Sen. Bernie Sanders, I-Vermont, speaks during the annual Iowa Citizens for Community Improvement Action Fund in Des Moines, Iowa, on Saturday, July 15, 2017. Sanders spoke as the keynote speaker for the event. (Joseph Cress/The Daily Iowan)

Sanders promotes grass-roots activism to create ‘vibrant democracy’

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The Iowa Citizens for Community Improvement Action Fund held its ‘Protest to Power’ convention in the Iowa Events Center in Des Moines on July 15. The convention focused on giving power to American citizens by implementing populist policies and actions.

By Madeleine Neal and Marissa Payne

daily-iowan@uiowa.edu

DES MOINES — Electing Democrats to office is simply not enough, community organizers say.

The Iowa Citizens for Community Improvement Action Fund held its “Protest to Power” convention in the Iowa Events Center, 730 Third St., to promote grass-roots activism and taking back the political system by the people.

Community Improvement describes itself as an independent political force that encourages a public debate on populist actions and policies.

Featured speakers included Alicia Garza, a cofounder of the Black Lives Matter movement and a special-projects manager at the National Domestic Works Alliance, and keynote speaker Sen. Bernie Sanders, I-Vt., a 2016 Democratic presidential candidate.

Garza led a workshop with Bree Carlson, deputy to the executive directors of People’s Action, titled “From Protest to Power: Where’s My Place in the Movement?” to condemn the nation’s capitalist economic system and discuss the opportunity the current political climate gives to build a lasting movement.

Garza noted the inequality of wealth distribution in the country. A 2016 study from the Economic Policy Institute found that the top 1 percent of U.S. citizens had 85 percent of income growth between 2009 and 2013; in 15 states, the top 1 percent took control of all income growth during that same time frame.

Those involved in Community Improvement believe the economy is purposely made to provide some with benefits and advantages at the expense of others, Garza said.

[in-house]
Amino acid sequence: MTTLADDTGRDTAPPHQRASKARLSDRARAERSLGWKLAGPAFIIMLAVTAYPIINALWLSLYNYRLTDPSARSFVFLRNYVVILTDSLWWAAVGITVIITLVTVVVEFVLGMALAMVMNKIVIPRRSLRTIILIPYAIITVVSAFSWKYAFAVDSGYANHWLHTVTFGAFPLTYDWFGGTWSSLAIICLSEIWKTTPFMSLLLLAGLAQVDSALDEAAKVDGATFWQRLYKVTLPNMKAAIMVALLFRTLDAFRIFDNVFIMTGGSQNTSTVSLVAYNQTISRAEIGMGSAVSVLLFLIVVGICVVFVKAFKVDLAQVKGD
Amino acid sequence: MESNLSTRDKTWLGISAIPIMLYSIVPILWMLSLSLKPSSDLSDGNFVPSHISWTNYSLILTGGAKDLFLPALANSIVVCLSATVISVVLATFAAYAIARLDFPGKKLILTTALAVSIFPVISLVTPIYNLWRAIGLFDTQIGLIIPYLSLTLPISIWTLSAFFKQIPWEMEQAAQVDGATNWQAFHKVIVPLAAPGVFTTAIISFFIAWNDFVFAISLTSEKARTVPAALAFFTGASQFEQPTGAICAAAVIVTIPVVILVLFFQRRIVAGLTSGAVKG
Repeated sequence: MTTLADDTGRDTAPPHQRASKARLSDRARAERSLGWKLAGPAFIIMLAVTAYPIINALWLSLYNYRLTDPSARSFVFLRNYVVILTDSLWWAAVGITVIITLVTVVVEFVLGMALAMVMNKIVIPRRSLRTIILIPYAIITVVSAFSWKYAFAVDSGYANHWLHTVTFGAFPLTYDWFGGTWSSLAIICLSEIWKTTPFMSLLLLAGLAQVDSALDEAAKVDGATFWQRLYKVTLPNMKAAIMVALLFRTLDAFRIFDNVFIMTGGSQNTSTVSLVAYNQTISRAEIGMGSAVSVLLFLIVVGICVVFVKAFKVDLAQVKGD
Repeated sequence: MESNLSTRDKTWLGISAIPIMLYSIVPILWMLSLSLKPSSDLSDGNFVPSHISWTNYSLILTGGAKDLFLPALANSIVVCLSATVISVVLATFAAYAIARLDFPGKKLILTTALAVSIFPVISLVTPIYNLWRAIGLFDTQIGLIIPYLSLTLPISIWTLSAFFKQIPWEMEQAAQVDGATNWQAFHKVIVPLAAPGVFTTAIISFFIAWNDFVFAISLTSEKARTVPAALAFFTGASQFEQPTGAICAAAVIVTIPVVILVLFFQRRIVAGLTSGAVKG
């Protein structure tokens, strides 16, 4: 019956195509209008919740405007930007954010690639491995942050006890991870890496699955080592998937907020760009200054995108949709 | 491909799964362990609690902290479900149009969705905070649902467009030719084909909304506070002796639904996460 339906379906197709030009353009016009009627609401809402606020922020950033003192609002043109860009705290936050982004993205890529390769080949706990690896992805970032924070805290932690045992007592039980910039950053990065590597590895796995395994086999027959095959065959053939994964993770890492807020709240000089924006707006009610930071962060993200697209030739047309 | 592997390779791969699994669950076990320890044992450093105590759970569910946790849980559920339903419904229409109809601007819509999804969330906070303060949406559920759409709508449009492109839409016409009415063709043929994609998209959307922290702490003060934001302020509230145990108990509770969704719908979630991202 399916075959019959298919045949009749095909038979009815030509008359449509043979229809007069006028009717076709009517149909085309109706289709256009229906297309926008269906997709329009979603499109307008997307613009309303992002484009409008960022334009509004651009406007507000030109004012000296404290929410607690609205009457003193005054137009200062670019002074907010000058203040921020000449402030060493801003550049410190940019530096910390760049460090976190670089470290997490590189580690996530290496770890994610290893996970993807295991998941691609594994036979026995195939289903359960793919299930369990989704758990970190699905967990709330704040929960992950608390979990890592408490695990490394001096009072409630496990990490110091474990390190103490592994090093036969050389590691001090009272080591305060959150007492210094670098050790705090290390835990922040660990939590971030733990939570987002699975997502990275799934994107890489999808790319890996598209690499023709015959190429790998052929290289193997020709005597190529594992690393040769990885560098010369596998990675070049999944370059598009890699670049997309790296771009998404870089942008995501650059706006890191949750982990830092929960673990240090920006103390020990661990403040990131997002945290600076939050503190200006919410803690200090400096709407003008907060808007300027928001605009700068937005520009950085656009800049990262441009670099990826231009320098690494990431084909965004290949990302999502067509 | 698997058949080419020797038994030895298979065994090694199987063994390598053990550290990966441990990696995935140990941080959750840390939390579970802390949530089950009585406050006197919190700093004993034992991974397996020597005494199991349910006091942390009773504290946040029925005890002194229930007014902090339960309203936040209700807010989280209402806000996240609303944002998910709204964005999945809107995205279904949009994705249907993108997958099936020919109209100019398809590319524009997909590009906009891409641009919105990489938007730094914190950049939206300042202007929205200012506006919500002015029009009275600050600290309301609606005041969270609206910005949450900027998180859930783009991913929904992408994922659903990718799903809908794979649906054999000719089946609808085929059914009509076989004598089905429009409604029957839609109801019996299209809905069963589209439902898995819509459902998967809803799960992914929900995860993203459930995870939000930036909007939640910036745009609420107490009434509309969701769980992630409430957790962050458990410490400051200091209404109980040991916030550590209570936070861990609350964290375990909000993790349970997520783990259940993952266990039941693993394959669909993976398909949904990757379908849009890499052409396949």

“The way that our country is organized, we’re told that based on who you are determines whether you work hard or not, whether you’re deserving of things or not, or whether or not it’s your fault that you’re in the position that you’re in, as opposed … a small group of people who are hoarding everything,” she said.

Sanders advocated for the creation of a “vibrant democracy” in which people dominate the system rather than billionaires.

“If we do not get our act together — if people all over this country do not stand up and fight back … there is a real likelihood that the trend toward oligarchy will only intensify,” Sanders said.

One of the ways to advocate for the creation of an economic system that does not exploit certain members of society for the benefit of wealthier people, Carlson said, is to unify and organize. Without an organization, she said, all that will happen is continued protests, and eventually, people will stop believing that the larger system can be fixed.

“I think this isn’t going to work as long as it’s one person; I think it’s going to work when it’s all of us,” she said. “… It does not require a celebrity, but it does require our absolute commitment to building an organization.”

The struggle to improve the economy and make a political system that works for all the citizens it serves, Sanders said, is about the lives of Americans’ children and grandchildren; the fight is for the future of the planet.

“We are going to create a government that works for all of us, not the billionaire class,” he said. “… Our job is to bring our people together — to not let ourselves be divided up.”

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